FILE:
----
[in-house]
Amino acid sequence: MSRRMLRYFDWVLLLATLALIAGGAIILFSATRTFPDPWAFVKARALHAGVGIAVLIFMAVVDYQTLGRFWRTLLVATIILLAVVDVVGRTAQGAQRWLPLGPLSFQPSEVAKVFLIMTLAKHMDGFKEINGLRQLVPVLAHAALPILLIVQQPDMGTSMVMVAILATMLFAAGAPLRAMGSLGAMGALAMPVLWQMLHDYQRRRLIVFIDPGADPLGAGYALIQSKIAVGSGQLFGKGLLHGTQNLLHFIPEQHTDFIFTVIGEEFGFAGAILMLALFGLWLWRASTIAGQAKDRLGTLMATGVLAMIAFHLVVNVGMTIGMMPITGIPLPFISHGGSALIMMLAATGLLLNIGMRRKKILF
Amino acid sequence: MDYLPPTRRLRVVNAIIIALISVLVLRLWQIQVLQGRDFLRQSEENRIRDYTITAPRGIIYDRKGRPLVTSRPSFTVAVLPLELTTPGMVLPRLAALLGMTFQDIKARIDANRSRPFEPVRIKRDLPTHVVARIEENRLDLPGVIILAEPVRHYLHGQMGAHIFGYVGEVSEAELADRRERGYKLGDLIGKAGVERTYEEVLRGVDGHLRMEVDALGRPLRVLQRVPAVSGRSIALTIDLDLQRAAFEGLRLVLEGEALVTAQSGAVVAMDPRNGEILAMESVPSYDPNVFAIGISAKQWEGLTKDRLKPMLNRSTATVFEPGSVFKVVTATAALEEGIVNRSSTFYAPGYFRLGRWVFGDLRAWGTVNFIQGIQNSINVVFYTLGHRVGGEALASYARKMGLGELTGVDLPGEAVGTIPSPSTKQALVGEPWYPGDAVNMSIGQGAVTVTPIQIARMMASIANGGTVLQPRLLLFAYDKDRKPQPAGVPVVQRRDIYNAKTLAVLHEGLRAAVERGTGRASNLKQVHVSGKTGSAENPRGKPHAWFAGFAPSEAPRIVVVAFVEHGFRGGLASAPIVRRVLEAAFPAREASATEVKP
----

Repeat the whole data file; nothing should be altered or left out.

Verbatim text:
[in-house]
Amino acid sequence: MSRRMLRYFDWVLLLATLALIAGGAIILFSATRTFPDPWAFVKARALHAGVGIAVLIFMAVVDYQTLGRFWRTLLVATIILLAVVDVVGRTAQGAQRWLPLGPLSFQPSEVAKVFLIMTLAKHMDGFKEINGLRQLVPVLAHAALPILLIVQQPDMGTSMVMVAILATMLFAAGAPLRAMGSLGAMGALAMPVLWQMLHDYQRRRLIVFIDPGADPLGAGYALIQSKIAVGSGQLFGKGLLHGTQNLLHFIPEQHTDFIFTVIGEEFGFAGAILMLALFGLWLWRASTIAGQAKDRLGTLMATGVLAMIAFHLVVNVGMTIGMMPITGIPLPFISHGGSALIMMLAATGLLLNIGMRRKKILF
Amino acid sequence: MDYLPPTRRLRVVNAIIIALISVLVLRLWQIQVLQGRDFLRQSEENRIRDYTITAPRGIIYDRKGRPLVTSRPSFTVAVLPLELTTPGMVLPRLAALLGMTFQDIKARIDANRSRPFEPVRIKRDLPTHVVARIEENRLDLPGVIILAEPVRHYLHGQMGAHIFGYVGEVSEAELADRRERGYKLGDLIGKAGVERTYEEVLRGVDGHLRMEVDALGRPLRVLQRVPAVSGRSIALTIDLDLQRAAFEGLRLVLEGEALVTAQSGAVVAMDPRNGEILAMESVPSYDPNVFAIGISAKQWEGLTKDRLKPMLNRSTATVFEPGSVFKVVTATAALEEGIVNRSSTFYAPGYFRLGRWVFGDLRAWGTVNFIQGIQNSINVVFYTLGHRVGGEALASYARKMGLGELTGVDLPGEAVGTIPSPSTKQALVGEPWYPGDAVNMSIGQGAVTVTPIQIARMMASIANGGTVLQPRLLLFAYDKDRKPQPAGVPVVQRRDIYNAKTLAVLHEGLRAAVERGTGRASNLKQVHVSGKTGSAENPRGKPHAWFAGFAPSEAPRIVVVAFVEHGFRGGLASAPIVRRVLEAAFPAREASATEVKP